If your only Mac is a laptop, and you take it with you to meetings, classes, or other such activities, you’re probably used to muting your machine before the event starts, then unmuting it once the event ends. While this is clearly not hard to do, it can be somewhat embarrassing if you forget to mute your Mac, only to have it loudly announce the arrival of a new e-mail, Tweet, or iChat message during the middle of a lecture.
Using a very simple set of scripts based on a submission by Mac OS X Hints reader Andrew J. Freyer, you can greatly reduce the chances of an audio outburst during your regularly-scheduled activities, as long as you’ve scheduled those activities in iCal. Here’s how to do it. First, you need to create two simple one-line AppleScripts.Read more ...
Launch AppleScript Editor in 10.6 (in Applications -> Utilities) or Script Editor in 10.5 (in Applications -> AppleScript), then copy and paste this line:
set volume with output muted
Save this as sound_mute (or whatever you’d like), with the File Format pop-up menu (in the Save dialog) set to Script. Save it somewhere where you won’t accidentally delete it. Create a new script in Script Editor (Command-N), and then paste in this command:
set volume without output muted
Save this one as sound_unmute, again with the File Format pop-up menu set to Script.
Once you’ve saved both scripts, go to iCal, and select one of your recurring events, then press Command-E to edit that event. Add an alarm to the event, and set the pop-up to Run Script. Then click the line below Run Script, and navigate to your saved copy of sound_mute.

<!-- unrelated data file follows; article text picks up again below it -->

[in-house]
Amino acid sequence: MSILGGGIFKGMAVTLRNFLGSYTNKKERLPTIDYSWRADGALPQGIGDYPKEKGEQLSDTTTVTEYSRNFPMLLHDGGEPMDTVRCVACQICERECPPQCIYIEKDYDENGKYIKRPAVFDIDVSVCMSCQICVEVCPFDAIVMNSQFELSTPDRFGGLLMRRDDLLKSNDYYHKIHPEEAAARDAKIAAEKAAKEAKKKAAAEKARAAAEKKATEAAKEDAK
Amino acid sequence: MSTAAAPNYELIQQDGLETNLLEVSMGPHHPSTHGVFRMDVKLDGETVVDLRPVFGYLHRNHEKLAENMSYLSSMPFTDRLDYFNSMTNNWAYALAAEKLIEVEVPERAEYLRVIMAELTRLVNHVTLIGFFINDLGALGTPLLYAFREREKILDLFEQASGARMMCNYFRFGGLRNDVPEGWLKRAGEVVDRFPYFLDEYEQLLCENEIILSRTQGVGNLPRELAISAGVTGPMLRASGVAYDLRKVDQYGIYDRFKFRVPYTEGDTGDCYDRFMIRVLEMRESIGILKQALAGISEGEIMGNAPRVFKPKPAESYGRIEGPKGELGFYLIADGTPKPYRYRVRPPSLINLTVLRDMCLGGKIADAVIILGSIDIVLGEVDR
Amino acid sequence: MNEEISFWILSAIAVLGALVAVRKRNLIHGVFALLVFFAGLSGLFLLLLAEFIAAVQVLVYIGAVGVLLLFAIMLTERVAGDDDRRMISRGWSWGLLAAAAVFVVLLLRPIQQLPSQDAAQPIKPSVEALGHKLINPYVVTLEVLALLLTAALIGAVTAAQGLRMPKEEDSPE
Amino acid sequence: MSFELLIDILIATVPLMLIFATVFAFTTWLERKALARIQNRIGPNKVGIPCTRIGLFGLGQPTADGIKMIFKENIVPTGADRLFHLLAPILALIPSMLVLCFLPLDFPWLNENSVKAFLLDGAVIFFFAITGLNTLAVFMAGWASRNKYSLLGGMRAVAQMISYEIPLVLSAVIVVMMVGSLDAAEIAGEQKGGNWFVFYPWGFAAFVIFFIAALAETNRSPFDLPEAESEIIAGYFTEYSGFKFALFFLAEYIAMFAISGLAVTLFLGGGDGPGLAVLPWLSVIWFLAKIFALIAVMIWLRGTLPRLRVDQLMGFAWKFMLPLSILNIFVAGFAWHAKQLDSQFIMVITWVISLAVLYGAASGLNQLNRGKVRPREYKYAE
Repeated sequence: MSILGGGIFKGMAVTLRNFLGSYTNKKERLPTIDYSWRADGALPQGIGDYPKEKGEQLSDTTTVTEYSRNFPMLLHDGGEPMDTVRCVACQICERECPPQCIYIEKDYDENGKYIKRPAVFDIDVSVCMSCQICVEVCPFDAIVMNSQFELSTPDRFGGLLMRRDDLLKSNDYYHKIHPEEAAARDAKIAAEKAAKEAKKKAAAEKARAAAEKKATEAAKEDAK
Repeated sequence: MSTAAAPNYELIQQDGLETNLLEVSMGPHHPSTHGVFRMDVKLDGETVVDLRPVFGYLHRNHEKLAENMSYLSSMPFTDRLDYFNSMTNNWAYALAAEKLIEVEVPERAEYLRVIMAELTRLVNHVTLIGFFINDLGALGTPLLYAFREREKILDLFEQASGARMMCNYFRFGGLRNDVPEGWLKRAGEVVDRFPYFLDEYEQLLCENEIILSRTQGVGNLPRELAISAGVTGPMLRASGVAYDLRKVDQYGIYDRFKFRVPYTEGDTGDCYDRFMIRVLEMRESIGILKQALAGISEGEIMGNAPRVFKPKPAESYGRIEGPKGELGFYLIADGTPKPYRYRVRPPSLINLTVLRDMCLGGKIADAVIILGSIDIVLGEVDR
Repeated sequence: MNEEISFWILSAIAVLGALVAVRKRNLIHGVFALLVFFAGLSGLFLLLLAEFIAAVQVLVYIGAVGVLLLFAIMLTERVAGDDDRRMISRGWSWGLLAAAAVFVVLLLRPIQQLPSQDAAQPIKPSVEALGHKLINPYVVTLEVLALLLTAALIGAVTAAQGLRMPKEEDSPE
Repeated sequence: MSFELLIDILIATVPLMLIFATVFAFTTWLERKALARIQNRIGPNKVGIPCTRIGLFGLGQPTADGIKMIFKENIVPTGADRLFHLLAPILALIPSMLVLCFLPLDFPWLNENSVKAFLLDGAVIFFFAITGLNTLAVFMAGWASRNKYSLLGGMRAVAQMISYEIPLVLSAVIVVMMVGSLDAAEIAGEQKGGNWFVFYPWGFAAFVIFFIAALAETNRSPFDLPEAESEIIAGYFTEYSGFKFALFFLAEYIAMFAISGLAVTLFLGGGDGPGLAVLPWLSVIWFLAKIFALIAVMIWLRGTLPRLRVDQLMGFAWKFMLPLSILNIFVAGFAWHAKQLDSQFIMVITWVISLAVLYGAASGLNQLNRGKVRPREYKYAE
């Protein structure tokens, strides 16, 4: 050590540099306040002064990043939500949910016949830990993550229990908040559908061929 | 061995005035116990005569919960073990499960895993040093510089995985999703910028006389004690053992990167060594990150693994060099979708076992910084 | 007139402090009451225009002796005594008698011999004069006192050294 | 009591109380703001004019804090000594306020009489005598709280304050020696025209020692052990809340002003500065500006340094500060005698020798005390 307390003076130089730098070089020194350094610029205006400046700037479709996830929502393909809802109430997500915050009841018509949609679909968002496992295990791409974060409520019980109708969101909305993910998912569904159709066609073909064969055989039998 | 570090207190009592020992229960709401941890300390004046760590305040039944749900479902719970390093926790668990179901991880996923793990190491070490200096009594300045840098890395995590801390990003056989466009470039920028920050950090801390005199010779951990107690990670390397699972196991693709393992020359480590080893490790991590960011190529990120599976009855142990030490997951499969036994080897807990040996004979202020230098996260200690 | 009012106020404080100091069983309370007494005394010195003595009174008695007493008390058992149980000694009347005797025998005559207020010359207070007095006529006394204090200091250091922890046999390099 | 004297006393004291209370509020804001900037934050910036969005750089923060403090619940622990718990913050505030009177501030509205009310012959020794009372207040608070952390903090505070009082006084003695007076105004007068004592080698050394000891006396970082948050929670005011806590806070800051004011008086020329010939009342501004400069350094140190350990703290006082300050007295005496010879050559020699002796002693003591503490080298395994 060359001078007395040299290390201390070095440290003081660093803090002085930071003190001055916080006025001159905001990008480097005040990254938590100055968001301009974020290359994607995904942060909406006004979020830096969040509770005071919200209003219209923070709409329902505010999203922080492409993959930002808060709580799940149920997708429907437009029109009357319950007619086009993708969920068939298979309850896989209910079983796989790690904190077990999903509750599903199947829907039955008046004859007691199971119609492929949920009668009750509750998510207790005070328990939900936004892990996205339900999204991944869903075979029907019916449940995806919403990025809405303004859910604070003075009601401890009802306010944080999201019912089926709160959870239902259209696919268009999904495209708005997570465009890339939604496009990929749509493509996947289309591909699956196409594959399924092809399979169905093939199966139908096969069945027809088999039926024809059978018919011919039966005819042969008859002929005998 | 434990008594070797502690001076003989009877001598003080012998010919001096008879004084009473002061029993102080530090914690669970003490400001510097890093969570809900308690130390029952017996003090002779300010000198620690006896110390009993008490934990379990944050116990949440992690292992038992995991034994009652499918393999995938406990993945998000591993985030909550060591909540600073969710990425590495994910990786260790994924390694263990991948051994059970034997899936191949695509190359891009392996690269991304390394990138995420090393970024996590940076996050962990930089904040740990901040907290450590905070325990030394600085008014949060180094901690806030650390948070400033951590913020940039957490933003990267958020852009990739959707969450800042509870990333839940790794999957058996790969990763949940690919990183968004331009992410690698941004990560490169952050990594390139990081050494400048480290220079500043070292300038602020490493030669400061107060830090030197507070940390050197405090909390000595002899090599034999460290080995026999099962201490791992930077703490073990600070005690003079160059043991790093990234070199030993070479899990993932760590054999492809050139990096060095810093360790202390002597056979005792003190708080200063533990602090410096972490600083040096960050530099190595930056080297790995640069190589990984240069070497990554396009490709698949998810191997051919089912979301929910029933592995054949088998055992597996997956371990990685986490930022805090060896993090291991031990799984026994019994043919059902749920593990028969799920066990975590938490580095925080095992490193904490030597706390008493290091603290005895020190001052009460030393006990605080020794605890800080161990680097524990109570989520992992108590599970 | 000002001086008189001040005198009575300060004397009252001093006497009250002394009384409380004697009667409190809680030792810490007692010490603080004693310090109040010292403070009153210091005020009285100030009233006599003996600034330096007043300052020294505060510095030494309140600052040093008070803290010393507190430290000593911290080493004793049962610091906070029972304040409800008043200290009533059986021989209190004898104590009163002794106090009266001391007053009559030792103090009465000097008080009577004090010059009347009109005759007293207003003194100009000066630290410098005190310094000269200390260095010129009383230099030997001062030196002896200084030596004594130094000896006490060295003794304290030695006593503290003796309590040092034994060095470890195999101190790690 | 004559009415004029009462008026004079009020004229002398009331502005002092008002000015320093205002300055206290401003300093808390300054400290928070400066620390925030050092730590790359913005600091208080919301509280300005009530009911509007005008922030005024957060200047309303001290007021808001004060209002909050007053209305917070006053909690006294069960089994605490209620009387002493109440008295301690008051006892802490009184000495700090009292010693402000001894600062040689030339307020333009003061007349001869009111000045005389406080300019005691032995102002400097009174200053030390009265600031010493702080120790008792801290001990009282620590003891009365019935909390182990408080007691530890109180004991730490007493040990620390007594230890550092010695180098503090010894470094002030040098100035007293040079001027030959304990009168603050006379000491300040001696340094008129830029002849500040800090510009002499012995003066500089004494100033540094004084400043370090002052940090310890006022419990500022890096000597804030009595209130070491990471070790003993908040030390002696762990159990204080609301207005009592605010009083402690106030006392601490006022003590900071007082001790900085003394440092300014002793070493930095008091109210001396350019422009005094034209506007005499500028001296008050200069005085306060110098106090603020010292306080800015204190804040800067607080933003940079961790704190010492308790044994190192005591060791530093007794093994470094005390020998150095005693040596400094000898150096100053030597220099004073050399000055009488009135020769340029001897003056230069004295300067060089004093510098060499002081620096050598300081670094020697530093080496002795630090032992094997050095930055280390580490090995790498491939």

Set the alarm to activate one minute (or more, based on when you arrive for the event) before the event. Add another alarm, but set this one to run the sound_unmute script, at one minute after the event ends.
The alarm section for a typical event is seen at right—you can, of course, add other alarms (i.e. Message With Sound) so that you’ll remember to attend the event.
Repeat this process for each event for which you’d like to mute your Mac’s sound, and you’ll never have to remember to do it yourself. To further protect yourself, in case you bump one of your keyboard’s audio keys, visit the Sound Effects tab of the Sound System Preferences panel, and make sure the Play Feedback When Volume is Changed option is not enabled.
These scripts work great if you’ve got just your one laptop Mac. But what if you own more than one Mac and use MobileMe to sync information between the machines? In that case, the copies of the events on the other Macs will generate errors, because they won’t be able to find the alarm scripts. One possible solution is to store the scripts on your iDisk, which should make them accessible to all your Macs (I haven’t tested this, though). Another possible solution is to keep your scripts in sync between Macs, using a program like DropBox.